Berger’s report in 1977 recommended against the pipeline for reasons of aboriginal practices and environmental impacts.

It is hard today to understand just how groundbreaking it was in 1977 to rule against economic benefits in favour of the lives of native people and the environment. According to the dust jacket blurb, Berger’s published report, Northern Frontier, Northern Homeland is the best-selling report ever published by the Government of Canada.

Secondly, Berger famously resigned from the Supreme Court of B.C. where he had presided from 1972 until 1983. The issue involved the legal status of aboriginal Canadians during the run-up to the repatriated Constitution and Charter of Rights of Pierre Trudeau. While aboriginal rights were initially included in the draft Charter, they were then eliminated because of disagreement from some premiers. Berger, like many other Canadians, was outraged and spoke out in a speech which was quoted widely:

“Why were native rights affirmed in February (in the original document) and rejected in November? I think it is because the native peoples lie beyond the narrow political world of the prime minister and the premiers…It is, in fact, in our relations with the peoples from whom we took this land that we can discover the truth about ourselves and the society we have built. Do our brave words about the Third World carry conviction when we will not take a stand for the peoples of our own domestic Third World?”

The repercussions were soon swift: Censure from the Canadian Judicial Council. Censure from the P.M and from Supreme Court Chief Justice Bora Laskin. And rebukes from the usual suspects in legislatures and editorial rooms across the country who opposed Berger’s civil liberty values, insisting that judges must keep above current events and not engage in advocacy on their own.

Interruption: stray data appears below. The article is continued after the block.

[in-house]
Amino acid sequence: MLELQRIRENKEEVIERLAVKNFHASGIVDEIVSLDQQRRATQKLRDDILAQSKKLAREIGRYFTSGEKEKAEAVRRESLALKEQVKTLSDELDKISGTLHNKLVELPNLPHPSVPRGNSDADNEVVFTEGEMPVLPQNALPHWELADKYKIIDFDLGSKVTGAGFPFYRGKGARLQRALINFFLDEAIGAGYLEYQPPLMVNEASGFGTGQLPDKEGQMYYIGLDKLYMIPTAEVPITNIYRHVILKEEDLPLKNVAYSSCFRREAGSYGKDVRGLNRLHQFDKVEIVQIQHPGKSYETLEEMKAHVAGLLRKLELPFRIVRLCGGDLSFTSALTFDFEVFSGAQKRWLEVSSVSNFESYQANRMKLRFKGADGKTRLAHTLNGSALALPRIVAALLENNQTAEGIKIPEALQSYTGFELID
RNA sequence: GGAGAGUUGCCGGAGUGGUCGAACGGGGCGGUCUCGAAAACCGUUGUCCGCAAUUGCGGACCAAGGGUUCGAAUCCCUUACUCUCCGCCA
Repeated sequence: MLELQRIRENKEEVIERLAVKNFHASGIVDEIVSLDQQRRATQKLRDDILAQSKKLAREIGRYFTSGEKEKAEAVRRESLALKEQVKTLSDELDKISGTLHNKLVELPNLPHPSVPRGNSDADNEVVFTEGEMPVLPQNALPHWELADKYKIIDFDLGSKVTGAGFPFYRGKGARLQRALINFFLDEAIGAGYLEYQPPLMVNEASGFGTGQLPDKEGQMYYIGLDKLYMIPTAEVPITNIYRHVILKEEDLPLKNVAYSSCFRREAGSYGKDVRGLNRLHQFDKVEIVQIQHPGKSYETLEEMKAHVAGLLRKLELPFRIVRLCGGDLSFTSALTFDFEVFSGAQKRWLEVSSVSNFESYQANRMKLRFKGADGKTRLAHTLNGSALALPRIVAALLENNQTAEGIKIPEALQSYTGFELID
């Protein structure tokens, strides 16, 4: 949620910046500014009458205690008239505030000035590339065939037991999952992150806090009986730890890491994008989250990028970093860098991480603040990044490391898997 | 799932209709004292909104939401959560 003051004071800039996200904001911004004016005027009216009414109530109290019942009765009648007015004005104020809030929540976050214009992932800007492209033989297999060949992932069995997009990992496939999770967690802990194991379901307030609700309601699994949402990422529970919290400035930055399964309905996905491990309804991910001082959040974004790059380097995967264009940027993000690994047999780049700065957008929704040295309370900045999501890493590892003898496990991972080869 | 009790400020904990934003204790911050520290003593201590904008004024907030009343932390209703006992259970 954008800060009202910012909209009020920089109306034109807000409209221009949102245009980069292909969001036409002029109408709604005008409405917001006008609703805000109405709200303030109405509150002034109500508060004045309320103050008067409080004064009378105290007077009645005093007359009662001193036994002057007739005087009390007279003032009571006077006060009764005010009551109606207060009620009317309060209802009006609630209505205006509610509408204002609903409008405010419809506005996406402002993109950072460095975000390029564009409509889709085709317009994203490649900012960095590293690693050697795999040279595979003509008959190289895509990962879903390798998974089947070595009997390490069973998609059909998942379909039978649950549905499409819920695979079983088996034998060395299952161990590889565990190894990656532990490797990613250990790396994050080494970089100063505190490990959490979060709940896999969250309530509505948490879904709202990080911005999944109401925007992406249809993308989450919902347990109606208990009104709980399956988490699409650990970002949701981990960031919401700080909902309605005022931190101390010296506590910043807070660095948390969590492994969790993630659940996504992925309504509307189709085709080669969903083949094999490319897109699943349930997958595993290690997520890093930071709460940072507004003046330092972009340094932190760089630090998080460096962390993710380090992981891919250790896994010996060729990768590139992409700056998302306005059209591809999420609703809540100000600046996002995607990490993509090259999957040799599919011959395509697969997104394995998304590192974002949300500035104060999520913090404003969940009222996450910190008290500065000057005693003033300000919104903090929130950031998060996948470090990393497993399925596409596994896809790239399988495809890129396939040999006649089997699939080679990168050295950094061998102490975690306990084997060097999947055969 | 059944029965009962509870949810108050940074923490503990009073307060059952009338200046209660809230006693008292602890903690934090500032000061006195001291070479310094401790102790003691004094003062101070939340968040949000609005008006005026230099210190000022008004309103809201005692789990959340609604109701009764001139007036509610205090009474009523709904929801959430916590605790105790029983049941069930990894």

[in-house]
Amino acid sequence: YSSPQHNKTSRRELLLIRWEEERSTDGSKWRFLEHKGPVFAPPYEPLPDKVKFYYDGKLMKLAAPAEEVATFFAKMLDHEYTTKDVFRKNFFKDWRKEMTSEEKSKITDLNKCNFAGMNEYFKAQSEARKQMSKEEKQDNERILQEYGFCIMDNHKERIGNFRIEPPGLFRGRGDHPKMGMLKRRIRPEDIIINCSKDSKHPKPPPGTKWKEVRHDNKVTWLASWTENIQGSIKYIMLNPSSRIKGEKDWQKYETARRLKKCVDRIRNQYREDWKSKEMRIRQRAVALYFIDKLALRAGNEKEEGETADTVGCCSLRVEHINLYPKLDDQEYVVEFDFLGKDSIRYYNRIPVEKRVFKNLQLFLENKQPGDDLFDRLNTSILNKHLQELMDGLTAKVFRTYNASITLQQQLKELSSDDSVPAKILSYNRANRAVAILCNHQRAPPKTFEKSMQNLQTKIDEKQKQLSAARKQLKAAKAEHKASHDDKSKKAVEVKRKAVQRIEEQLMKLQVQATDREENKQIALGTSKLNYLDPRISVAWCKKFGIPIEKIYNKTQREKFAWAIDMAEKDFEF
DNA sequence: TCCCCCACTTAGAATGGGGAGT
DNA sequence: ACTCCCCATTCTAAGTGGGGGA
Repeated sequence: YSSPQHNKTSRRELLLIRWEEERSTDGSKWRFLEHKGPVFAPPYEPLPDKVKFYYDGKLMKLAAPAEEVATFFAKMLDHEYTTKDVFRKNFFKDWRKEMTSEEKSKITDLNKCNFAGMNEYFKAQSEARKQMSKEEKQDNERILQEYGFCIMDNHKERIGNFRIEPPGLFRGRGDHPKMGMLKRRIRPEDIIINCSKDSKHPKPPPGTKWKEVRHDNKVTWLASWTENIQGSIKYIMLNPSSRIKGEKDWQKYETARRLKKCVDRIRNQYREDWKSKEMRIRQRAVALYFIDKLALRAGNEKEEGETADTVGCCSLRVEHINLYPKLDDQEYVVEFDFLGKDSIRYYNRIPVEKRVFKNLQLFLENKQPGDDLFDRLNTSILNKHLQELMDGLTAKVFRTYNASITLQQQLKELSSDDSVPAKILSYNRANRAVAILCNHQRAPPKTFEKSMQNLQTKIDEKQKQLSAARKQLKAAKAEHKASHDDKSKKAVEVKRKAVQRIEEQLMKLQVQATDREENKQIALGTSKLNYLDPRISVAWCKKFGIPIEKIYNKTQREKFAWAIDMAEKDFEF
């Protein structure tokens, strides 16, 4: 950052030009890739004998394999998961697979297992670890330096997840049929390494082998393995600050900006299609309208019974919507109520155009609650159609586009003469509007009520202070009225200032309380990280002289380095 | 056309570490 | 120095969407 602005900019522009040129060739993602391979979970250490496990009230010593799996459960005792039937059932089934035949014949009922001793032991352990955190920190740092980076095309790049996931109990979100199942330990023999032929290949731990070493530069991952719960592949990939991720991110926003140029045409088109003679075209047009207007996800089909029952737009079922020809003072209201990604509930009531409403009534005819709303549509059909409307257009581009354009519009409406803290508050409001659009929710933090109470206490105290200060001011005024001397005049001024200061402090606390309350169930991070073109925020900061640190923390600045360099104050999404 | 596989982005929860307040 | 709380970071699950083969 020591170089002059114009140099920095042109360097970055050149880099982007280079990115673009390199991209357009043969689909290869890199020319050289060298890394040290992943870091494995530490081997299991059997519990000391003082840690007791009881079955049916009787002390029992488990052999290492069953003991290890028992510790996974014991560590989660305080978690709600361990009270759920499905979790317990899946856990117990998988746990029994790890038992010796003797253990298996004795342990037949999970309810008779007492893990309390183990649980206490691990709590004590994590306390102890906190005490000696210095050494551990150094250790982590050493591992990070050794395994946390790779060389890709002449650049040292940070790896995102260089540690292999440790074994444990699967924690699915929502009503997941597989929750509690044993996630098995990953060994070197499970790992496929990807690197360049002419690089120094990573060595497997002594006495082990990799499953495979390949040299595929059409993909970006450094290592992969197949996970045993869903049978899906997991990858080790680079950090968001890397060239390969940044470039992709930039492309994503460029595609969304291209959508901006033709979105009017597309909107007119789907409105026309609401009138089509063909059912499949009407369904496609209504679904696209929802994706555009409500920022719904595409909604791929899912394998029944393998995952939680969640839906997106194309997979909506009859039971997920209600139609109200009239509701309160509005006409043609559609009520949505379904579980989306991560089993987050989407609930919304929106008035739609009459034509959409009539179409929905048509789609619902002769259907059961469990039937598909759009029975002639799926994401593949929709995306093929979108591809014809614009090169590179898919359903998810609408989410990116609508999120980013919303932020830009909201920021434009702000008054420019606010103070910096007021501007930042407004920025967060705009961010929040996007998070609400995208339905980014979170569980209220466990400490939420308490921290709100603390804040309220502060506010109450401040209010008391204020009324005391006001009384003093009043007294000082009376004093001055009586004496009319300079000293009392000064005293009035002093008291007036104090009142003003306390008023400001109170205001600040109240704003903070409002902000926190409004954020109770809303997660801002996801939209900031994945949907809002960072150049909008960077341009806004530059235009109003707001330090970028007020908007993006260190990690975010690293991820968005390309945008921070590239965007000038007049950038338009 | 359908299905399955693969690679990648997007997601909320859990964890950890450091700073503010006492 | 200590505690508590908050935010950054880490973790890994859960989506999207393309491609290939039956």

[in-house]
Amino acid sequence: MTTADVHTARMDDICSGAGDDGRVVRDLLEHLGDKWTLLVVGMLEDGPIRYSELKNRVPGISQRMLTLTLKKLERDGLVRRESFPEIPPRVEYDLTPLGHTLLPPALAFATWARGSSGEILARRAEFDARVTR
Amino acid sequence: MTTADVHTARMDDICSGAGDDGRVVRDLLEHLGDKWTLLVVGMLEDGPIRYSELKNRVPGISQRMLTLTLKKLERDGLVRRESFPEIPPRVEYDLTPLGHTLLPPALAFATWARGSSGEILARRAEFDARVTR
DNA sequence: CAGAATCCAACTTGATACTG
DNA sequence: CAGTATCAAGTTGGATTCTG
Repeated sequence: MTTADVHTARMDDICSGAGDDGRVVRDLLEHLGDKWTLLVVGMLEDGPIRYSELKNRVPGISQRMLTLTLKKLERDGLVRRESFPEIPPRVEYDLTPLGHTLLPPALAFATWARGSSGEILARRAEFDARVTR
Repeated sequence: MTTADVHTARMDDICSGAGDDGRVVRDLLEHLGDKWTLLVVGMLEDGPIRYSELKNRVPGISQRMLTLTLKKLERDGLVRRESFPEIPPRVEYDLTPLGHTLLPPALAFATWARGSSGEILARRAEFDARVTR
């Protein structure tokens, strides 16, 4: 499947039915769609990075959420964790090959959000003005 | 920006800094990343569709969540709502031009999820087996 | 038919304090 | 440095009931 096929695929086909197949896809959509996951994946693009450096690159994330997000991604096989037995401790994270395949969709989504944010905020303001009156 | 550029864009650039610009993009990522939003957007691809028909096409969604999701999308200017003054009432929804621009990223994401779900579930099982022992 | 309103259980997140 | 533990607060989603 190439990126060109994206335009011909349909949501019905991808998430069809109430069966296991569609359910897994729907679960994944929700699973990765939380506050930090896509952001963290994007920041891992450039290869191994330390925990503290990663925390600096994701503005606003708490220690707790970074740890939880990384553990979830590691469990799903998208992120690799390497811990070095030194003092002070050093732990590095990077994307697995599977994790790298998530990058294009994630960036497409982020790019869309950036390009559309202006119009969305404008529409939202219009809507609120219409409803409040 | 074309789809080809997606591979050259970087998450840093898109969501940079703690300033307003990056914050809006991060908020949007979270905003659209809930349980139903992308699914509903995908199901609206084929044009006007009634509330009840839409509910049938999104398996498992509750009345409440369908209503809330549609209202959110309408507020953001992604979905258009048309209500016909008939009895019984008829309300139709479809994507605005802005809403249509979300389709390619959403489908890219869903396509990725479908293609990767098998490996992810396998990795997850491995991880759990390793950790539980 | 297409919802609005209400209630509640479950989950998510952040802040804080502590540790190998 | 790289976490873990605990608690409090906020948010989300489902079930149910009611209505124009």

Berger resigned from his cushy seat on the Bench and returned to the trenches. In the end, the brouhaha surrounding his intervention had the salutary effect Berger sought. Aboriginal rights were reinserted into the Charter at the last moment. It’s one of those courageous stands that can easily get lost in the footnotes of historians.

Tom Berger went on to many other battles by leading commissions of inquiry into the state of aboriginal people in Alaska, and for the World Bank in India. He took a few other difficult cases before senior courts on behalf of homosexuals in religious colleges, whistleblowers in government service, survivors of brainwashing experiments, and other persons fighting for justice.

Unlike, say, Berger’s 1992 book, A Long and Terrible Shadow, an elegant essay scanning the history of aboriginal treatment worldwide since Columbus, One Man’s Justice has detailed discussion of points of law and courtroom strategy. This is not to suggest it’s a dry read. Berger writes with spirit and self-deprecating wit in abundance. Lots of personal details amplify the legal positions. Some of Berger’s professional opponents who are still around will not like the frank sentences they receive within the text.

But the personal is secondary to a man on a mission. Lawyers can make history. We have few greater heroes in our midst. 1550549197--by Tom Shandel is one of British Columbia’s most respected and prolific documentary filmmakers. He lives in Cowichan Bay. (2003)

By Tom Shandel

[Spring 2003 BCBW]